An American Classic Set in London

John Landis’ signature is all over American Werewolf. His biting humor, that impeccable sense of chaos, irreverent settings, and brilliant irony blend into his atypical lycan tale. It’s unusual, maybe unapproachable for some, but ultimately intelligent in a way few werewolf films are. Besides, how many others stage a transformation inside a Piccadilly porno theater?

The answer is zero.

Undervalued but deserving inclusion in Universal’s monster canon, Landis’ striking and memorable take springs to life with cruel gore and witty admiration for absurdity of werewolf lore. But, it’s ironically cruel, even smarmy in the case of its British slant. Victims swirl wine glasses as they roam around their flats and sarcastic jabs at punk culture line the subway.

On the underside is a sincere story of grief and guilt. David Kessler (David Naughton) experiences persistent feelings of remorse over his friend’s death at the hands of a werewolf, brushing them off as the curse grows stronger. To American Werewolf, transformations are more than puffy special effects – it’s a complete turn away from being human. As the full moon nears, Kessler’s empathy and control slip away. It’s subtle, slow, even ponderous, yet original and no one matched this sly methodology since.

Landis’ film is vicious, and when in force, unrelenting. Yet, still funny.

Horror comedies came before American Werewolf. Satires and parodies of ‘50s sci-fi bled from the ‘70s, Attack of the Killer Tomatoes and Piranha among them. American Werewolf, though, casts aside the innocent tone, drifting toward Universal’s golden age, with the bloody consequences of a lenient, MPAA-led system. Landis’ film is vicious, and when peaked, unrelenting. Yet, still funny. Consider the horror genre surrounding American WerewolfThe Thing, The Fly – gruesome and gooey. So is this one, but notably amusing, both with subtlety and not.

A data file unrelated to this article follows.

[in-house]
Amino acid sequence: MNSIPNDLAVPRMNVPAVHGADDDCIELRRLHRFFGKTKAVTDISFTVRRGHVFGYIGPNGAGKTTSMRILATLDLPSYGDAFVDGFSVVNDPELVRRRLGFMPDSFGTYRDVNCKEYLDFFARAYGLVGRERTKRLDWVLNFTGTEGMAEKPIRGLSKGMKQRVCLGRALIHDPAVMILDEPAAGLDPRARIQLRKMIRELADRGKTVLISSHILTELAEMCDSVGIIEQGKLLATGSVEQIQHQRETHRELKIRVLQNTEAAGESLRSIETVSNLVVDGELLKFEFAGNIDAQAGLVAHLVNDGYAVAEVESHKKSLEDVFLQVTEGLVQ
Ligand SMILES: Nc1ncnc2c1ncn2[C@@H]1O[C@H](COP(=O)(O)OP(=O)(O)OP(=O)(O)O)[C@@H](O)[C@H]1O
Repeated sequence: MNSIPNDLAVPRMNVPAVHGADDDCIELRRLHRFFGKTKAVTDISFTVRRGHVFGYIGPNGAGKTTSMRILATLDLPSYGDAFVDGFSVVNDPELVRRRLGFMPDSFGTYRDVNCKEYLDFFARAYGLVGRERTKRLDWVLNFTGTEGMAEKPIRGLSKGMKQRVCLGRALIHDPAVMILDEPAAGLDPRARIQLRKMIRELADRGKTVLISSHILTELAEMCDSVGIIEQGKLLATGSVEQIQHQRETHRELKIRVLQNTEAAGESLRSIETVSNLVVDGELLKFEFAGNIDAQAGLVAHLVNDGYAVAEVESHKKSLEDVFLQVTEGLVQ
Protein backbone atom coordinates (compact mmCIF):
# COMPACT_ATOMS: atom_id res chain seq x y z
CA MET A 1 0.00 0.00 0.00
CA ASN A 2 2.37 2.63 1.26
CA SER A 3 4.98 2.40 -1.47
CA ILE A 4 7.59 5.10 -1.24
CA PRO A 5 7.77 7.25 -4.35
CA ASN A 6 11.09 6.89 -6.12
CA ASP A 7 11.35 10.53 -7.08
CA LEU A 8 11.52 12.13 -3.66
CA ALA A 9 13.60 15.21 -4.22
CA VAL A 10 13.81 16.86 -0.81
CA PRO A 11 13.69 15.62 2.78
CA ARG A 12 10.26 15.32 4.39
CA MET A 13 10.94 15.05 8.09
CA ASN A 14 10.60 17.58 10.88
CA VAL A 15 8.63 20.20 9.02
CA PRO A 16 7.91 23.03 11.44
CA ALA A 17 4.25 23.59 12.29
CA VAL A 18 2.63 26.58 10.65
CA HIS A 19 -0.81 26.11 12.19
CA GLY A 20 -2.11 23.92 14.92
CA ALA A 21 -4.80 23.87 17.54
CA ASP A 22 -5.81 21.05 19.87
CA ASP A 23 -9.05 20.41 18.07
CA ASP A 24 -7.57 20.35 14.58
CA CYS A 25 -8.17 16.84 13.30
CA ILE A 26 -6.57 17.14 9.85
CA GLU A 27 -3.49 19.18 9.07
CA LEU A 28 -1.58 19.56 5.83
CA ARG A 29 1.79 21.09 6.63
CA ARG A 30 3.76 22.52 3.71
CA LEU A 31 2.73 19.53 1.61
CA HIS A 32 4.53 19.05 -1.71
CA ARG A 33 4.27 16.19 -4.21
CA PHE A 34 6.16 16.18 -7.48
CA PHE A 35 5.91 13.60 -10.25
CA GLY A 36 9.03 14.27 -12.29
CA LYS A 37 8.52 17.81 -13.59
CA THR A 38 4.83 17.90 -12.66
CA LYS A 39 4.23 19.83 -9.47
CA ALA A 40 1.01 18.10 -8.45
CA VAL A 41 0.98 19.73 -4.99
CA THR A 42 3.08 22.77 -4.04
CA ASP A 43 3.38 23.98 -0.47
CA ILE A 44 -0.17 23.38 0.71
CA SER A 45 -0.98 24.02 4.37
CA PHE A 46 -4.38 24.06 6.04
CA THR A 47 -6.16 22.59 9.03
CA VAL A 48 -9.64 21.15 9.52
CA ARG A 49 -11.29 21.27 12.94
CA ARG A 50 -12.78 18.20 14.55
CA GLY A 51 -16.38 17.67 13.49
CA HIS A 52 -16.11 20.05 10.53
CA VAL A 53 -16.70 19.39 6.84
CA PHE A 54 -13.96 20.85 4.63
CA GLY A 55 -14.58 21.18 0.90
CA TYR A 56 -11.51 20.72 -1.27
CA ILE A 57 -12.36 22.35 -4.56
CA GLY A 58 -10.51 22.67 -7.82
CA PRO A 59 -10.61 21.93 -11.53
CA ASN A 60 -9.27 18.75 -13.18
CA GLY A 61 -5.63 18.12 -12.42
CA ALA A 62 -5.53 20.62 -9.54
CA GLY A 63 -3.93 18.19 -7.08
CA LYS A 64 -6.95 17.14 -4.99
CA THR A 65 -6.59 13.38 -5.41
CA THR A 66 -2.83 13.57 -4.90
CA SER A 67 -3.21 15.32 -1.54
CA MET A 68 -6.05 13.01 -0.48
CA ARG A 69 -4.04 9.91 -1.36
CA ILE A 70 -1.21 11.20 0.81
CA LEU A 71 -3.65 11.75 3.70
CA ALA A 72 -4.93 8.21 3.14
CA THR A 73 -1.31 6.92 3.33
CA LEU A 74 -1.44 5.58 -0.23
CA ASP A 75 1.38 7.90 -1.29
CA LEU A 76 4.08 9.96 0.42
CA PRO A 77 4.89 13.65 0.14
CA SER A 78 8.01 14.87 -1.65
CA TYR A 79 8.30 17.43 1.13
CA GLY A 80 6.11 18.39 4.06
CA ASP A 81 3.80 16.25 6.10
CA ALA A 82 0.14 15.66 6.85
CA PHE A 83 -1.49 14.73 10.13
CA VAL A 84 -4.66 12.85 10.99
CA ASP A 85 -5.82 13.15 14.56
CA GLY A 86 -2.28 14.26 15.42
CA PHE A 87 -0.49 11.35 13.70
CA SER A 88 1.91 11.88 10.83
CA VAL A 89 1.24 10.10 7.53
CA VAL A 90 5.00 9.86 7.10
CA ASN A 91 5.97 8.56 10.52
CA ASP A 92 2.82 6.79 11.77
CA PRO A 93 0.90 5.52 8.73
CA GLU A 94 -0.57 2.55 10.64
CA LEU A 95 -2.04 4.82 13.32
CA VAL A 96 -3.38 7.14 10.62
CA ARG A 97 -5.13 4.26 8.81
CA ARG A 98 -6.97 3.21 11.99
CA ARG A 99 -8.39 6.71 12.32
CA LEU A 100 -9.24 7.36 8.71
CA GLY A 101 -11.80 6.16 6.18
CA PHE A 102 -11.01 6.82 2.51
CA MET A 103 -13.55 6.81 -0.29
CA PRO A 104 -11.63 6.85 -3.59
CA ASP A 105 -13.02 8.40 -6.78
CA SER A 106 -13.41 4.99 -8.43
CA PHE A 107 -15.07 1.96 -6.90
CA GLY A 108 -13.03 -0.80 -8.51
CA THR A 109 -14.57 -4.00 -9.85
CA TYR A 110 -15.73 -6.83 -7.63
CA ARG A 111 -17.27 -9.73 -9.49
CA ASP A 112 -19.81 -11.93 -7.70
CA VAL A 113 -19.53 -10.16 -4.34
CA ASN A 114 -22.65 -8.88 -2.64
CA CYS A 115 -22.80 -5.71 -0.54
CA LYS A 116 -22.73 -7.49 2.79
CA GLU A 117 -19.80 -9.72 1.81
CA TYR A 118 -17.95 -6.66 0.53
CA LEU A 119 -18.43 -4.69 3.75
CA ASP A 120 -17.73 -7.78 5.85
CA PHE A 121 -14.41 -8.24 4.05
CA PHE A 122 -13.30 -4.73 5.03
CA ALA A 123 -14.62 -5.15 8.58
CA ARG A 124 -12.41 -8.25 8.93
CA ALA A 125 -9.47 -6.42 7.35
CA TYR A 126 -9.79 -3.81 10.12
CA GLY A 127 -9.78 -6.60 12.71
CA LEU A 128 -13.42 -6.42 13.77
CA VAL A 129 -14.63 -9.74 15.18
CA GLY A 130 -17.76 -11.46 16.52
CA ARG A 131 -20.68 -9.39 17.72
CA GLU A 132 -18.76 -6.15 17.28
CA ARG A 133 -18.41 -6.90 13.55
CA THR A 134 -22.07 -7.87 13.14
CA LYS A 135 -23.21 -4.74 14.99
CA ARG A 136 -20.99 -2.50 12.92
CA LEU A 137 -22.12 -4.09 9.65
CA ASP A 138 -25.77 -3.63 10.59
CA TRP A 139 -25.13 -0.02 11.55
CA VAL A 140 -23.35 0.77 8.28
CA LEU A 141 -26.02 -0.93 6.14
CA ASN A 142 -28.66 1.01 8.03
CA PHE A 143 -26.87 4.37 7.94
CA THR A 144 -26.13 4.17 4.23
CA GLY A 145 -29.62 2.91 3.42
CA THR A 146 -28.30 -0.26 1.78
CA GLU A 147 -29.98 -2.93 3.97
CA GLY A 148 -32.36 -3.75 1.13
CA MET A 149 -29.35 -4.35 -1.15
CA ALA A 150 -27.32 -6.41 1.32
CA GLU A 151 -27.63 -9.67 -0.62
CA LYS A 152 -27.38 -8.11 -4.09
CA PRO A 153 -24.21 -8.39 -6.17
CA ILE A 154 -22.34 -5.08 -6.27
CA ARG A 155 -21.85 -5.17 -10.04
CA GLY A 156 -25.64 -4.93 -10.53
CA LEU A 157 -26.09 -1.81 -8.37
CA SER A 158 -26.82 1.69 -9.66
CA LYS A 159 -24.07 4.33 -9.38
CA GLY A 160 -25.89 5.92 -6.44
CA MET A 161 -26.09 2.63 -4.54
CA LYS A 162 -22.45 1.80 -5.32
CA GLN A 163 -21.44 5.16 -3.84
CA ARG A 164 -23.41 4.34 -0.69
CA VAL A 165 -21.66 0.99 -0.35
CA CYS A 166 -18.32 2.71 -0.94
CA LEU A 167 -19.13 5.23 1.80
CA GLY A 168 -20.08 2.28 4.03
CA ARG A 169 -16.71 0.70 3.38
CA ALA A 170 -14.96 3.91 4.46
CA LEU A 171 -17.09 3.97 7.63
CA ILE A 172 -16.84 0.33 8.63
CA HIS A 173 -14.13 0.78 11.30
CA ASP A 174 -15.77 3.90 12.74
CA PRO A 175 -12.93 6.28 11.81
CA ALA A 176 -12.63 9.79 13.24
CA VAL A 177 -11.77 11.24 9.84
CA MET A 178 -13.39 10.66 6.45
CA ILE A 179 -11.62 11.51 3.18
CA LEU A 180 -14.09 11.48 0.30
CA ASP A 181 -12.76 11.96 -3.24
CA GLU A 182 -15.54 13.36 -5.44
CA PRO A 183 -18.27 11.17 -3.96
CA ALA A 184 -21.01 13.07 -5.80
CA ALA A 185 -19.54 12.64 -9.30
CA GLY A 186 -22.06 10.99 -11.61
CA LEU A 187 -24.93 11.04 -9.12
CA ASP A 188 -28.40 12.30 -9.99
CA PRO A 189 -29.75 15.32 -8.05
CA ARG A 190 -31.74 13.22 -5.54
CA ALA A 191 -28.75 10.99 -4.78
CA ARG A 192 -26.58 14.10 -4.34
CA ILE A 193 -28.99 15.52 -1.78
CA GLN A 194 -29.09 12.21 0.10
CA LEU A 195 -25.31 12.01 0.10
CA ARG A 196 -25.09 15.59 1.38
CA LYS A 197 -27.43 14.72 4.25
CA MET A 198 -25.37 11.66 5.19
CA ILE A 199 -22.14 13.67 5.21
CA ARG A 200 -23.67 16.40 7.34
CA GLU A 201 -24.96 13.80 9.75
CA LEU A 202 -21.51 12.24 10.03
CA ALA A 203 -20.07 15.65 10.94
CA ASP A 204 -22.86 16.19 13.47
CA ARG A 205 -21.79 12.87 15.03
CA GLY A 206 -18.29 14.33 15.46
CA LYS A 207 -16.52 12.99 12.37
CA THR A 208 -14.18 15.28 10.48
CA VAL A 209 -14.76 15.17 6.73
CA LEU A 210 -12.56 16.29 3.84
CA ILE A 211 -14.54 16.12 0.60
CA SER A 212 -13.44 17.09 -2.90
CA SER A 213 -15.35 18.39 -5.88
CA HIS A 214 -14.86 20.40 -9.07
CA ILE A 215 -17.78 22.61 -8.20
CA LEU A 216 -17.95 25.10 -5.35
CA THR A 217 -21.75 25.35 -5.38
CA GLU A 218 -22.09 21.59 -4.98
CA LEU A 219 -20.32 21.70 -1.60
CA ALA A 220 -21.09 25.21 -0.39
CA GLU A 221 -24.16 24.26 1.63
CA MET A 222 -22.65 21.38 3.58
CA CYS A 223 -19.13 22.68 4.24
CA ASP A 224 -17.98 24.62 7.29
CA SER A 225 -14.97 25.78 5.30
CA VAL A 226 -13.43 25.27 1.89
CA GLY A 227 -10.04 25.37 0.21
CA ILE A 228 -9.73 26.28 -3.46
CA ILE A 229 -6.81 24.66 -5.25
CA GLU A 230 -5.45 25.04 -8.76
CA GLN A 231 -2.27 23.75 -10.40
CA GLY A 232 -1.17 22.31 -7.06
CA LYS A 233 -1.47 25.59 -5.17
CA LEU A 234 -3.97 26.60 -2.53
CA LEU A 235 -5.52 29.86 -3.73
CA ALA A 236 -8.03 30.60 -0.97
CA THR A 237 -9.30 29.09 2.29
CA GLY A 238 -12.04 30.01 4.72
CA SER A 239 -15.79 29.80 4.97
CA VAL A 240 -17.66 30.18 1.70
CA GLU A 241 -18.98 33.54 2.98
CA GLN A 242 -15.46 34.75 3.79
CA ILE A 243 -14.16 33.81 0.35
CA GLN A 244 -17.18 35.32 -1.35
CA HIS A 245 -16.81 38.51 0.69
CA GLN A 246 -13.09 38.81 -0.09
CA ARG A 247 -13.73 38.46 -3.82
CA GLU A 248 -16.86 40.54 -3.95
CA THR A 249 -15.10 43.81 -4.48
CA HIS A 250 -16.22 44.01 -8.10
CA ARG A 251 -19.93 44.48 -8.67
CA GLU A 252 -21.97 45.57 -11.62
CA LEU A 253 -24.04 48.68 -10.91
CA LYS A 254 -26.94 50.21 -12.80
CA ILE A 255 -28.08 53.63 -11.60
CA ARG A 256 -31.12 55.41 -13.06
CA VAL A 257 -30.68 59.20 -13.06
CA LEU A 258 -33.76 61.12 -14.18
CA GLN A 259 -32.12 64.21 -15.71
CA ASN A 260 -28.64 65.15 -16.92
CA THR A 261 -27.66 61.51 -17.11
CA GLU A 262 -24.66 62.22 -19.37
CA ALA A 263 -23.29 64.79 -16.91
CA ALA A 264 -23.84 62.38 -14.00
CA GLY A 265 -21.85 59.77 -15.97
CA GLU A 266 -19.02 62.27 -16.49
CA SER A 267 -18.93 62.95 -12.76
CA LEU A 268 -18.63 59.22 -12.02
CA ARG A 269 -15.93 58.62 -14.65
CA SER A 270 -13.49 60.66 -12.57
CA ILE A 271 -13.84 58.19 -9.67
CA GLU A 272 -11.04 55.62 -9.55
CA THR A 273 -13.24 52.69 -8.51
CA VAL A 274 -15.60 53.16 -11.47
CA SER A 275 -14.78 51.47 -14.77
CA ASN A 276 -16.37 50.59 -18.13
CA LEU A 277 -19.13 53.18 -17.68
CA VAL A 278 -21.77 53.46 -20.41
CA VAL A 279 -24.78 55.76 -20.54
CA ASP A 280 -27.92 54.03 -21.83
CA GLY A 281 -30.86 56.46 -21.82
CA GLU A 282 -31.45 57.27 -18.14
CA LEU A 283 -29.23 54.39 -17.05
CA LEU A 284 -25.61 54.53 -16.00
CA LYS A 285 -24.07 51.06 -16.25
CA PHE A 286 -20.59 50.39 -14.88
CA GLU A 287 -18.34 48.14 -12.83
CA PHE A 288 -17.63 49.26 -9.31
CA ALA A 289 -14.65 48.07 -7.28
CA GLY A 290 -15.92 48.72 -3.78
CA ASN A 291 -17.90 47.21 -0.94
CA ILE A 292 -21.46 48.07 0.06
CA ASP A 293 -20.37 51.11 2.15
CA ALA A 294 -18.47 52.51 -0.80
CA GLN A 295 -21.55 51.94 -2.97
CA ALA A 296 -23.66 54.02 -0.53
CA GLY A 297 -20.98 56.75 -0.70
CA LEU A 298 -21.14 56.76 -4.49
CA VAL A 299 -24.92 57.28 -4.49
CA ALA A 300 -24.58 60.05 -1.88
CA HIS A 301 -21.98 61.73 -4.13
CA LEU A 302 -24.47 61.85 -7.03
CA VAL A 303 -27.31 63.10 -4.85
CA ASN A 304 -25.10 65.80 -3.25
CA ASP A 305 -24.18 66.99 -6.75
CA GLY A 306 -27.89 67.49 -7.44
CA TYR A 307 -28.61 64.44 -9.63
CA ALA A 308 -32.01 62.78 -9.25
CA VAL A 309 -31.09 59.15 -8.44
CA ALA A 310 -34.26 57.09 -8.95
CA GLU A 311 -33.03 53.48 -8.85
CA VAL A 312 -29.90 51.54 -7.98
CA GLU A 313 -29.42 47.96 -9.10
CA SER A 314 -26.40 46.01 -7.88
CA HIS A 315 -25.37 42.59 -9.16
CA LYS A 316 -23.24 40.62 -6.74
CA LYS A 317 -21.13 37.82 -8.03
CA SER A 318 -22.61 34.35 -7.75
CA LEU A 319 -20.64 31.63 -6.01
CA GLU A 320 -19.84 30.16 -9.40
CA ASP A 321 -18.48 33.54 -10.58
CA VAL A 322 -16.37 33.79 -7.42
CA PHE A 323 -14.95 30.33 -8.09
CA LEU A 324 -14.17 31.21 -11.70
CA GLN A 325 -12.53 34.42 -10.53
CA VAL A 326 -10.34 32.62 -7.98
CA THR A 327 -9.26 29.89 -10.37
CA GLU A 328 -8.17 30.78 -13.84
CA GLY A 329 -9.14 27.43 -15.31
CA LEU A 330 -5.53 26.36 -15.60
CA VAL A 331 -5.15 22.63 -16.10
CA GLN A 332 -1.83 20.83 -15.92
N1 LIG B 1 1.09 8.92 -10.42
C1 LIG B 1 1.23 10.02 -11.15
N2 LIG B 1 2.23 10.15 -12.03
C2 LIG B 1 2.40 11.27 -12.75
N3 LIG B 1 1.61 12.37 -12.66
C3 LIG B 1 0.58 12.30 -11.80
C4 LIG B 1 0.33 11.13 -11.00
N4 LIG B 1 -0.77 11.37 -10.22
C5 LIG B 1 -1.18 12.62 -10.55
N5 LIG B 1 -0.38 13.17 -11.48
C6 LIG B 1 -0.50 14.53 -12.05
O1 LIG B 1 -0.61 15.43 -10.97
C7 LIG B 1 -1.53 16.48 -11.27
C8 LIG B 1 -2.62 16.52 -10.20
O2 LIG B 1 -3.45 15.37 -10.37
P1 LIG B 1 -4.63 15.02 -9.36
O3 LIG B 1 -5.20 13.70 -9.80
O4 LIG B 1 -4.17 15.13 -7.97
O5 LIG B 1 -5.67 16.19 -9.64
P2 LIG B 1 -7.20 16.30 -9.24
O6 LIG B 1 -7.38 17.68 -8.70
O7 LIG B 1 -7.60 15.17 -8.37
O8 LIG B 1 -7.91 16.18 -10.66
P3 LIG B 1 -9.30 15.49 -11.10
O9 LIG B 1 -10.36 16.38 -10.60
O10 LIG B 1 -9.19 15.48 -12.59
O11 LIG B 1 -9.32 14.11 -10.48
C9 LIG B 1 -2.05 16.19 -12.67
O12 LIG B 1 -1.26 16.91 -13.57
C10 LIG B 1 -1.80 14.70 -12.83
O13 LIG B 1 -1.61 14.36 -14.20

The mixture is masterful. Nowadays, it’s the type which makes studio management demand changes. Directorial fallout and studio changes from Heaven’s Gate weren’t felt in full by ‘81, at least not to any extent for John Landis. Maybe Animal House afforded him leverage; it’s hard to see otherwise how this reached completion without pressure from higher up.

It’s possible to thank American Werewolf for many things. For casting a commercialized safety net for something like Gremlins and Tremors. For its Rick Baker-designed visual effects, including a masterful werewolf turn set into motion by the driest, smartest of montages. For opening with foreboding dialog, immediately after visually connecting the lead characters to sheep. And for simply existing as it does, all the way through to the raucous, hilariously over-staged finale.

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Prior, this movie looked awful on digital home media. On DVD, on HD DVD, on Blu-ray, Universal’s invasive processing refused to go away. A sticker on the slipcase for this “Restored Edition” notes the “improved HD picture.” That’s correct. Universal still adds their distinctive digital touch-up though.